Muhammad Ali (1942-2016) was an American former heavyweight champion boxer and one of the greatest sporting figures of the 20th century. An Olympic gold medalist and the first fighter to capture the heavyweight title three times, Ali won 56 times in his 21-year professional career. Ali’s outspokenness on issues of race, religion and politics made him a controversial figure during his career, and the heavyweight’s quips and taunts were as quick as his fists. Born Cassius Clay Jr., Ali changed his name in 1964 after joining the Nation of Islam. Citing his religious beliefs, he refused military induction and was stripped of his heavyweight championship and banned from boxing for three years during the prime of his career. Parkinson’s syndrome severely impaired Ali’s motor skills and speech, but he remained active as a humanitarian and goodwill ambassador.
Muhammad Ali’s Early Years and Amateur Career
Cassius Marcellus Clay Jr., the elder son of Cassius Marcellus Clay Sr. (1912-1990) and Odessa Grady Clay (1917-1994), was born on January 17, 1942, in Louisville, Kentucky. It was a red-and-white Schwinn that steered the future heavyweight champion to the sport of boxing. When his beloved bicycle was stolen, a tearful 12-year-old Clay reported the theft to Louisville police officer Joe Martin (1916-1996) and vowed to pummel the culprit. Martin, who was also a boxing trainer, suggested that the upset youngster first learn how to fight, and he took Clay under his wing. Six weeks later, Clay won his first bout in a split decision.
By age 18 Clay had captured two national Golden Gloves titles, two Amateur Athletic Union national titles and 100 victories against eight losses. After graduating high school, he traveled to Rome and won the light heavyweight gold medal in the 1960 Summer Olympics.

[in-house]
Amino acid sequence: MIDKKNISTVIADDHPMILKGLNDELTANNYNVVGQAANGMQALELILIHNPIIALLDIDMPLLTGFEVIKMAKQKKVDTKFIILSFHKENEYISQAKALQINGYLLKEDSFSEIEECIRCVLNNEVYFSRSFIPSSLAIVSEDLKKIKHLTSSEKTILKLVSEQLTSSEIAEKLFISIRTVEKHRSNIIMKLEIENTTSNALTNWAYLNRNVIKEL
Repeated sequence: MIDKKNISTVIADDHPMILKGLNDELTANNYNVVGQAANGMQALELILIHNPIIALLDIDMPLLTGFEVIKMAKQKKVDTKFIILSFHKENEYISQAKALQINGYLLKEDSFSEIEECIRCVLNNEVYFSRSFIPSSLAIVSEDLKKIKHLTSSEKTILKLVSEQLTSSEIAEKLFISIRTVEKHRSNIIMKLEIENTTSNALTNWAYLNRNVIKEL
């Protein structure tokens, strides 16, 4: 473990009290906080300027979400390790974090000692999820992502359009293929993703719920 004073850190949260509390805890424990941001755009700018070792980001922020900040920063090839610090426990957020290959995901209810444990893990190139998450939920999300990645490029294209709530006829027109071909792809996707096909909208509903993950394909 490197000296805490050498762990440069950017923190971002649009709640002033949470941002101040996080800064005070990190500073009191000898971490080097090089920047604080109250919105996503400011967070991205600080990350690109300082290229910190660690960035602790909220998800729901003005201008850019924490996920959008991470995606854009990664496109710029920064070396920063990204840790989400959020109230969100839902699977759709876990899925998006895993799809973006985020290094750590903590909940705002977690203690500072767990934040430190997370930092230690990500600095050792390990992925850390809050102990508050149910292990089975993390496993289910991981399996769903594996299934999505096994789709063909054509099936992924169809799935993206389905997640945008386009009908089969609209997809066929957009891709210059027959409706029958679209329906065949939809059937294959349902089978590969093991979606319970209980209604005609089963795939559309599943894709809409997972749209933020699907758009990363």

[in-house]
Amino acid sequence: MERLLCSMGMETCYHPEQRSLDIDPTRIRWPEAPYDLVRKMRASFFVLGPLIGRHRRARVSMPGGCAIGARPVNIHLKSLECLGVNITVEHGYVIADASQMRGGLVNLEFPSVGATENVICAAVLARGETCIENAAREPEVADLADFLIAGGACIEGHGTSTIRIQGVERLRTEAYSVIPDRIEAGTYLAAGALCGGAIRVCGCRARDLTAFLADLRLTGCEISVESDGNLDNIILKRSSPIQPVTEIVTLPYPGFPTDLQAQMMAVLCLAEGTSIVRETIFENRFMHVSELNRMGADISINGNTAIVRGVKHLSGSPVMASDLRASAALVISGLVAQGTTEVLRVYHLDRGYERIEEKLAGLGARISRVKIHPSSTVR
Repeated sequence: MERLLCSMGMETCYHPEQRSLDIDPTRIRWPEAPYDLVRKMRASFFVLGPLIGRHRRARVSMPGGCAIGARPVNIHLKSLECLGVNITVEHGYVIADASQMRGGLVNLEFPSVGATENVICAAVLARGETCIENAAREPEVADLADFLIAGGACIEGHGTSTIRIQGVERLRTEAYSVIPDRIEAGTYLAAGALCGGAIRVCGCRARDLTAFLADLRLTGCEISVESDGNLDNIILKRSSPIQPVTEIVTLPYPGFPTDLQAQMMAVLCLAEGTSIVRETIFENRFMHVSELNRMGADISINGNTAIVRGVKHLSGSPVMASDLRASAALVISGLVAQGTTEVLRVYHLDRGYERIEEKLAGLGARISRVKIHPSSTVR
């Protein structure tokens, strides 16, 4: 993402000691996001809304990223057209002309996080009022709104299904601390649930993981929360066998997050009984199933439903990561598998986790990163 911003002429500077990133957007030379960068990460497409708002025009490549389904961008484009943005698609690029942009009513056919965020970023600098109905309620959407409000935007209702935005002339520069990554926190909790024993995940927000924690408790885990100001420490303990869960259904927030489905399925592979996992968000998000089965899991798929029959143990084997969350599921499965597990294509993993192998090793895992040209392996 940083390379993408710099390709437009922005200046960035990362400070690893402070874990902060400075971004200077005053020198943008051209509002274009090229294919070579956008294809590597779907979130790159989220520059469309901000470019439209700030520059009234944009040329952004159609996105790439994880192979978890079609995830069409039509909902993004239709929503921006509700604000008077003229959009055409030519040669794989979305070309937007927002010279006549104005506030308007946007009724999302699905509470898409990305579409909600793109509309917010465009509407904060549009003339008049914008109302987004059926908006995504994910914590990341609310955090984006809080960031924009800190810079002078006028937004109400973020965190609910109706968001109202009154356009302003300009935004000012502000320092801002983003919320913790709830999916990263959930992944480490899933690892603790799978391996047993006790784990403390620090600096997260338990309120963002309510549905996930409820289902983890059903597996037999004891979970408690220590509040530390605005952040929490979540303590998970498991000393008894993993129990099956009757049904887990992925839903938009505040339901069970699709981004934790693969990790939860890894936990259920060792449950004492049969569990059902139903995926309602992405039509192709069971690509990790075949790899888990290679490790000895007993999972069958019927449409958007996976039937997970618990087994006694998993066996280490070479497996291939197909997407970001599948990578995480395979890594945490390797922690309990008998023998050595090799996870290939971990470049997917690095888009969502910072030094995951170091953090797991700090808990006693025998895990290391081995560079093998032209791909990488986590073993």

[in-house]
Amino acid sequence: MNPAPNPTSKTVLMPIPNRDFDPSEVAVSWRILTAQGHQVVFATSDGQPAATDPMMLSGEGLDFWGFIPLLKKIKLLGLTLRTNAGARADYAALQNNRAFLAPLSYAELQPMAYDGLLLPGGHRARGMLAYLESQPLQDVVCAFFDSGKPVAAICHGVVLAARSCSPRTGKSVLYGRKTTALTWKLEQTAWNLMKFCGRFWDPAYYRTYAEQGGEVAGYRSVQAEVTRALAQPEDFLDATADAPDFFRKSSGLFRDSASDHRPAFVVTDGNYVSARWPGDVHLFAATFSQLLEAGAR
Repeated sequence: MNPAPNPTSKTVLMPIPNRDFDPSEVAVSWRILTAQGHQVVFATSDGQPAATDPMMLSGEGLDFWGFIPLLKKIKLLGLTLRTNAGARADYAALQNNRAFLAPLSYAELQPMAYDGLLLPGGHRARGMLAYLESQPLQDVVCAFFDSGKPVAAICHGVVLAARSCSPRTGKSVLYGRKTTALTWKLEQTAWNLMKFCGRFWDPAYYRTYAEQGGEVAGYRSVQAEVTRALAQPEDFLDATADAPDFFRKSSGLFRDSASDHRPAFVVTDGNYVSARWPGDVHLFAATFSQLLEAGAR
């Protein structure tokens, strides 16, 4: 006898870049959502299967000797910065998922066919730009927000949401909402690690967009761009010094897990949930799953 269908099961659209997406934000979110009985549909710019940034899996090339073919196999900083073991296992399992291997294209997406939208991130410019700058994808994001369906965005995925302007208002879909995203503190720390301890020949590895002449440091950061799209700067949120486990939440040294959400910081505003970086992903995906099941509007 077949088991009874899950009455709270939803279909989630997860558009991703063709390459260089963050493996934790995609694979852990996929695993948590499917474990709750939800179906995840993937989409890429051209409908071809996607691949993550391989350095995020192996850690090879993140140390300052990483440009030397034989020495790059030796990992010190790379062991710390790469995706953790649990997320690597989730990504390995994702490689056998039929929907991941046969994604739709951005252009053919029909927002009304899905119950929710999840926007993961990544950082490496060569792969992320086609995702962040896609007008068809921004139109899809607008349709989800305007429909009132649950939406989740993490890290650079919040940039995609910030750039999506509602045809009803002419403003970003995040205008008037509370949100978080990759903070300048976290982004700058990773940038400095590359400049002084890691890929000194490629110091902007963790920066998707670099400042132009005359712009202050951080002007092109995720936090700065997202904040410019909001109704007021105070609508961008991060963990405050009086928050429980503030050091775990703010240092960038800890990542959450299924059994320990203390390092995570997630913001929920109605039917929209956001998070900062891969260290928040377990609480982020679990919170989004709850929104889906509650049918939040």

Clay won his professional boxing debut on October 29, 1960, in a six-round decision. From the start of his pro career, the 6-foot-3-inch heavyweight overwhelmed his opponents with a combination of quick, powerful jabs and foot speed, and his constant braggadocio and self-promotion earned him the nickname “Louisville Lip.”
Muhammad Ali: Heavyweight Champion of the World
After winning his first 19 fights, including 15 knockouts, Clay received his first title shot on February 25, 1964, against reigning heavyweight champion Sonny Liston (1932-1970). Although he arrived in Miami Beach, Florida, a 7-1 underdog, the 22-year-old Clay relentlessly taunted Liston before the fight, promising to “float like a butterfly, sting like a bee” and predicting a knockout. When Liston failed to answer the bell at the start of the seventh round, Clay was indeed crowned heavyweight champion of the world. In the ring after the fight, the new champ roared, “I am the greatest!”
At a press conference the next morning, Clay, who had been seen around Miami with controversial Nation of Islam member Malcolm X (1925-1965), confirmed the rumors of his conversion to Islam. On March 6, 1964, Nation of Islam leader Elijah Muhammad (1897-1975) bestowed on Clay the name of Muhammad Ali.
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Ali solidified his hold on the heavyweight championship by knocking out Liston in the first round of their rematch on May 25, 1965, and he defended his title eight more times. Then, with the Vietnam War raging, Ali showed up for his scheduled induction into the U.S. Armed Forces on April 28, 1967. Citing his religious beliefs, he refused to serve. Ali was arrested, and the New York State Athletic Commission immediately suspended his boxing license and revoked his heavyweight belt.